I have a few friends who I think are amazing people. Well, to be clear, all my friends are amazing people (duh) but there are a few who demonstrate what it really means to be comfortable in their own skin and I’ve always admired that. These friends I’m thinking of–they’re smart, funny, strong, busy, stylin’ and pretty, and they’re also tons of fun to be around. Who wouldn’t want friends like that?
There’s something else pretty remarkable about these women.
They don’t care what other people think about them.
I mean, it matters what some people think—their families and friends mostly. But it’s the haters (we’ve all got ‘em) they don’t give a second thought to.
The haters are those people who think we need to know that they don’t like our weight or our sunny disposition, or the job we chose, or the way we parent, or whatever. Haters are people who just can’t be happy for us but are usually looking for ways to bring us down a notch. Those people? Well, my friends completely disregard them. Seriously, I’ve seen it and they spend exactly zero percent of their energy on them.
I’ve decided it is a fabulous life skill–Ignore the Haters.
Hopefully you’ve heard the saying, “The people who mind don’t matter and the people who matter don’t mind. “
Those are words to live by. And some people really do.
But how? For the most part, most of us care (sometimes too much) what others think of us. We seem to be hard-wired that way. Life coach Martha Beck has an interesting solution that I think makes good sense.
Beck says we operate under the constant scrutiny of an imaginary audience that sociologists call our “generalized other” which is actually based on a “mental magnification” of just a few people (often the most judgmental people we know) but “we subconsciously project their opinions onto the entire global population.”
That sounds exhausting, but we do it.
Beck calls the generalized other our Everybody Committee—“everybody” in our imagination who is judging or expecting something from us. If we live to please the Everybody Committee, we aren’t living authentically because we’re living to please them.
Her solution is to re-create our Everybody Committee. Here’s how.
Figure out who really would judge you and realize you need to kick them to the curb. Those people don’t matter. Next, decide who treated you with respect and kindness when you were little; somebody who made/makes you feel understood and make them the chair of your new committee. This person can be alive or dead because it’s not an in-real-life sitting committee, if you know what I mean. They’re a construct of your own making.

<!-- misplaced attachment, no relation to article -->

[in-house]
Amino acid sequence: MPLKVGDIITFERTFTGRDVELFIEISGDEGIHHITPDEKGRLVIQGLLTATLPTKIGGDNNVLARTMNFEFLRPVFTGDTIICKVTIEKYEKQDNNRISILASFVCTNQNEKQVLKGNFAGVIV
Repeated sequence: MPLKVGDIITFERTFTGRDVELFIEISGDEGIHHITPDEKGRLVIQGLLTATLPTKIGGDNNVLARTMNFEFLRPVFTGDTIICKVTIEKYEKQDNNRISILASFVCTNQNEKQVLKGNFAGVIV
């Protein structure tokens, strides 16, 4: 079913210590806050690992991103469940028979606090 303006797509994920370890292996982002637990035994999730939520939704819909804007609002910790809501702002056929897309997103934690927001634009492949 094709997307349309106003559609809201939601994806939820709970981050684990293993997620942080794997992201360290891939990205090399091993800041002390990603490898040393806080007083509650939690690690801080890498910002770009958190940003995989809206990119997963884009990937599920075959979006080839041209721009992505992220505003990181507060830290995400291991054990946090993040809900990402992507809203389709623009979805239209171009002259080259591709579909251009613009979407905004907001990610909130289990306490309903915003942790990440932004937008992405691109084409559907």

Then, choose additional “like-minded souls” similar to yourself (people you actually know, authors you read, people from history, people you don’t know but admire–it could take a little time to get this right) and believe that these people represent the entire global population instead.
Finally, connect with your new committee every day for 90 days. Beck says she borrowed the idea from AA. Apparently, recovering alcoholics are encouraged to attend 90 meetings in 90 days because it helps them remake their social network.
She says the way to connect, rather than by attending meetings (since some of your peeps aren’t even alive), is by “reading, watching, Facebooking, or physically interacting with your new, loving, accepting, encouraging Everybody Committee.” If you admire an author who lifts you up, read her work regularly. I read Brene Brown all the time–three of her books are on my nightstand. If you want to be like a famous coach or speaker, watch interviews they’ve done. Send a Facebook message to somebody new you want to meet. Periodically I send notes to public people I don’t know but admire, usually to say thanks for creating something or offering a discount on their work or something like that. I don’t expect anything back but when those people I admire send an email back I feel like I got a birthday present! Spend time with your friends who encourage you. Maybe that means asking your closest sibling for a pep talk.
90 days is a lot of time, but the idea is to purposefully, regularly spend time with people (or something about those people) who lift you up. That’s the key–to be lifted up.
When you do, you’ll feel more confident about yourself, no matter what situation you’re in. You’ll start to ignore the haters too because you’ll know they’re not worth your energy.
I’m pretty sure my friends haven’t gone through a process like Beck lays out, but it’s clear they’ve trained themselves similarly, whether consciously or unconsciously. They’ve definitely learned to oust their inner and outer critics and live in harmony with themselves and the people in their lives who matter the most.
They know the difference between the people who mind (the generalized other) and the people who matter (their true friends). We should all figure out who those people are in our lives.
Brene Brown explains understanding the difference. She wrote, “Nothing has transformed my life more than realizing that it’s a waste of time to evaluate my worthiness by weighing the reaction of the people in the stands.” Such a great lesson!
Nothing feels better than feeling great about yourself. Do you have a supportive Everyday Committee? What do you do to silence the inner critics, ignore the haters and feel great about yourself every day?